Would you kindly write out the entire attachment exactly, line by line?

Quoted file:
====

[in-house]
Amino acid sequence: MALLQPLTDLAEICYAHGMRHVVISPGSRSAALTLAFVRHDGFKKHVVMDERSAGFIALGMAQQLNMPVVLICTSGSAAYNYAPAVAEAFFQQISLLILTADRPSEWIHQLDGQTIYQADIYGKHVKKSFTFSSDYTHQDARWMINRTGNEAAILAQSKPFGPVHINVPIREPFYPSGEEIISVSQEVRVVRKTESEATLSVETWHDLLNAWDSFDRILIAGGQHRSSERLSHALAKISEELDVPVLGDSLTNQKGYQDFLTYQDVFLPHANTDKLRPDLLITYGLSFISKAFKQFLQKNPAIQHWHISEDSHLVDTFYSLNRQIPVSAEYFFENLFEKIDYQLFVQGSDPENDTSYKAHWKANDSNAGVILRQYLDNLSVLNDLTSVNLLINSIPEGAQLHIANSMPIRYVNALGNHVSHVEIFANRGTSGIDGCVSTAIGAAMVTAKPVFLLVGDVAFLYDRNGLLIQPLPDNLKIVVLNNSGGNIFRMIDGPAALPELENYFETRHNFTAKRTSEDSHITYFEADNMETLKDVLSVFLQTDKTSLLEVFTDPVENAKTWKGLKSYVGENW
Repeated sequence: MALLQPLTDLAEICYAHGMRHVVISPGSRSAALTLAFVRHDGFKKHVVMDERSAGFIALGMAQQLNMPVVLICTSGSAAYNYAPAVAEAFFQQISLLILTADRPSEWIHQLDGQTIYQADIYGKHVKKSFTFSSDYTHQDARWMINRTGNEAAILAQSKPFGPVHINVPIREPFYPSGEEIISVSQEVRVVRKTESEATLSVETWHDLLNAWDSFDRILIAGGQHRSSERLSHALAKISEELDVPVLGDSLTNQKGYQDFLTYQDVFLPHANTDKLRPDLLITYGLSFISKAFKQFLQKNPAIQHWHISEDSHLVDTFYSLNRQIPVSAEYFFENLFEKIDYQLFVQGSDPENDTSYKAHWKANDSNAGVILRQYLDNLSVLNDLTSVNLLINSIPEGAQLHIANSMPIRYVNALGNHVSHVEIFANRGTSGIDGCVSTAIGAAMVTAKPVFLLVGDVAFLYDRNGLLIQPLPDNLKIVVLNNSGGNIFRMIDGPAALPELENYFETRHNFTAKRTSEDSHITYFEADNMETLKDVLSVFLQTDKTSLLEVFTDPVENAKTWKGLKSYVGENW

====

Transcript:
[in-house]
Amino acid sequence: MALLQPLTDLAEICYAHGMRHVVISPGSRSAALTLAFVRHDGFKKHVVMDERSAGFIALGMAQQLNMPVVLICTSGSAAYNYAPAVAEAFFQQISLLILTADRPSEWIHQLDGQTIYQADIYGKHVKKSFTFSSDYTHQDARWMINRTGNEAAILAQSKPFGPVHINVPIREPFYPSGEEIISVSQEVRVVRKTESEATLSVETWHDLLNAWDSFDRILIAGGQHRSSERLSHALAKISEELDVPVLGDSLTNQKGYQDFLTYQDVFLPHANTDKLRPDLLITYGLSFISKAFKQFLQKNPAIQHWHISEDSHLVDTFYSLNRQIPVSAEYFFENLFEKIDYQLFVQGSDPENDTSYKAHWKANDSNAGVILRQYLDNLSVLNDLTSVNLLINSIPEGAQLHIANSMPIRYVNALGNHVSHVEIFANRGTSGIDGCVSTAIGAAMVTAKPVFLLVGDVAFLYDRNGLLIQPLPDNLKIVVLNNSGGNIFRMIDGPAALPELENYFETRHNFTAKRTSEDSHITYFEADNMETLKDVLSVFLQTDKTSLLEVFTDPVENAKTWKGLKSYVGENW
Repeated sequence: MALLQPLTDLAEICYAHGMRHVVISPGSRSAALTLAFVRHDGFKKHVVMDERSAGFIALGMAQQLNMPVVLICTSGSAAYNYAPAVAEAFFQQISLLILTADRPSEWIHQLDGQTIYQADIYGKHVKKSFTFSSDYTHQDARWMINRTGNEAAILAQSKPFGPVHINVPIREPFYPSGEEIISVSQEVRVVRKTESEATLSVETWHDLLNAWDSFDRILIAGGQHRSSERLSHALAKISEELDVPVLGDSLTNQKGYQDFLTYQDVFLPHANTDKLRPDLLITYGLSFISKAFKQFLQKNPAIQHWHISEDSHLVDTFYSLNRQIPVSAEYFFENLFEKIDYQLFVQGSDPENDTSYKAHWKANDSNAGVILRQYLDNLSVLNDLTSVNLLINSIPEGAQLHIANSMPIRYVNALGNHVSHVEIFANRGTSGIDGCVSTAIGAAMVTAKPVFLLVGDVAFLYDRNGLLIQPLPDNLKIVVLNNSGGNIFRMIDGPAALPELENYFETRHNFTAKRTSEDSHITYFEADNMETLKDVLSVFLQTDKTSLLEVFTDPVENAKTWKGLKSYVGENW